- "Mister, I think I owe you an apology," the mechanic started while Glen approached. "An' I hope you can forgive me. A few weeks back I was out here troubleshootin' a pressure gage on this here same engine, an' I looked out an' saw your bicycle, just sittin' there all broken and used up. An' I took her. I didn't ask, I just took her. Before you say anything, let me explain. I tinker with stuff. That's what I do. Sometimes the want to get my hands on a machine outruns my common sense."
- Peanuts had appeared, and he nodded his full understanding.
- "That's how come I stole your bike. I spend my day jus' tryin' ta keep these old engines rollin' when most of 'em shoulda been scrap before you was born. The more you work on em, the more they matter to you, and the more you kinda take it personal when they break. I could tell from lookin' at her that someone had felt the same way about that old bike, and well, I had to get my hands on her."
-Glen just stared, so the man continued. "Well, I brought her back to you."
- The brakeman stepped off the caboose with a bike, Glen's bike, but different. All of the men were gleaming as they handed it over, watching as Glen examined the neat welds where the cracks had been. "You fixed it" he whispered as he ran his hands over the new tires, the chromed wheels, and the flat black frame painted just like the locomotive boilers. He curled his fingers around the new red rubber grips and polished the formed leather seat with his elbow. The steering and wheels had solid new bearings, and the chain glistened with fresh oil. Printed along the crossbar in fine gold script, was 'MODEL #1'.
- George asked Glen if there wasn't something he needed to say to his friend.
- "You fixed it," was all he could produce. "Thank you."
- "You bet. But it wasn't just me. There's a machine shop full of boys that worked on her, and a bunch that wanted to." Then, turning to the crew (except the fireman who had disappeared into the cab), "I guess we better quit lollygaggin' and make some time before some old section foreman reports us." He wrinkled his nose at George, and pulled himself onto the running board as the old locomotive hissed to life.
- In every way, the bike was better than new. It was all Glen could do to keep the newly liberated Peanuts from stripping it down to see how the miracle had been accomplished. By summer, they lived on two wheels again.
-If you ever raised boys, or were one, or are one, you understand that boys are hard wired to test limits. They try the people around them, make science of nature, and stress with emphasis any machinery they control. Glen and Peanuts spent their eleventh summer chasing horizons, and pushing the capabilities of the bicycle. Glen had grown five full inches since Model#1 had first appeared, and while his bibs stopped well above his ankles, the bike seat had to be raised in the frame, which now fit him perfectly. Vivian's boyfriend, the one who taught them to ride, came by many times that summer, to "check their progress" he said. He told the boys they were fine riders, and described bicycle races near Pittsburgh (or as he called it, The Big Smoke) that drew hundreds of entries, cyclists flying on winding roads through the hills. The boys were rapt listeners and vivid imaginers. Vivian would send them away and they would ride laps between the houses, Peanuts navigating around imaginary competitors, waving to the courting couple on the porch each time around. That race run and won, they searched for other challenges. They exhausted new creative ways to pose while riding. They mastered cargo lashing and bicycle camping. They proved that one could outrun a bully, but not a train, a car, a horse, or even the Mendosa's fat shepherd dog when riding two up.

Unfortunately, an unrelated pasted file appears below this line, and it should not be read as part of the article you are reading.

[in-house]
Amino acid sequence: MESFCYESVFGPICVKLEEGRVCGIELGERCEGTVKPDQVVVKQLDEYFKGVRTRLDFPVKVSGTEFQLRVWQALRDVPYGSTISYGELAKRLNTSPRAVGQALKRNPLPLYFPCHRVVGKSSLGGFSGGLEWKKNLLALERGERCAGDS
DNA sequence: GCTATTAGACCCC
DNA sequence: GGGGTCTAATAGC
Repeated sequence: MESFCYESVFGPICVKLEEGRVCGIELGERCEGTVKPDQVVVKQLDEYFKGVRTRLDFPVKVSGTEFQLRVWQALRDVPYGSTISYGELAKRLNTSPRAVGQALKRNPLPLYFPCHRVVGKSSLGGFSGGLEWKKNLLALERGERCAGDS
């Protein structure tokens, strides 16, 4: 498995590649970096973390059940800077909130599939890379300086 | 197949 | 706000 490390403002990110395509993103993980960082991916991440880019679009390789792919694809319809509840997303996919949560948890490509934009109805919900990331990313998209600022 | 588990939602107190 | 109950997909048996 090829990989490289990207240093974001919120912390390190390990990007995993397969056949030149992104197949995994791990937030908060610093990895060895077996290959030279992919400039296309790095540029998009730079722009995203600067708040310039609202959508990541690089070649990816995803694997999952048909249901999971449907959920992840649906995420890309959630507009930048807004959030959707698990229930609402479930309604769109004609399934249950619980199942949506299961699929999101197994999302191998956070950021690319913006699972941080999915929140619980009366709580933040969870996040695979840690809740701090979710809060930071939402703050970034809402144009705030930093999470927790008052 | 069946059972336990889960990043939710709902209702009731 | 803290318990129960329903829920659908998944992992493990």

- They wanted, of course, to go faster. But they were restricted by terrain. Model is flat. The only means to gain speed was to pedal harder, although they did tie a clothesline to Peanuts' crazy uncle's truck and let him pull them through the Trinity Church parking lot in Hoehne until the rope clipped a few iris heads and knocked over the grey statue of St. Francis, causing the priest to emerge from the rectory wagging his finger as they raced off, the crazier uncle cackling from the cab.
- Glen and Peanuts decided that what they needed, to research how fast the bicycle could go, was a hill. The hill everyone talked about was Raton Pass, the grade so long and difficult for the rail line that a helper engine was added near Trinidad. A steep gravel road was supposedly maintained across the cut all summer. Neither of the boys had ever been to Raton pass, but it sounded ideal. They began to brainstorm. There was the train through Trinidad they could probably board. They could disembark when it stopped to release the helper somewhere near the summit. Then, it would be a simple matter to aim the bike downhill, ride hard back to Trinidad and hustle home before they'd be missed at supper and in hot water. They began the gathering of details, maps, and secreted information that every mission requires.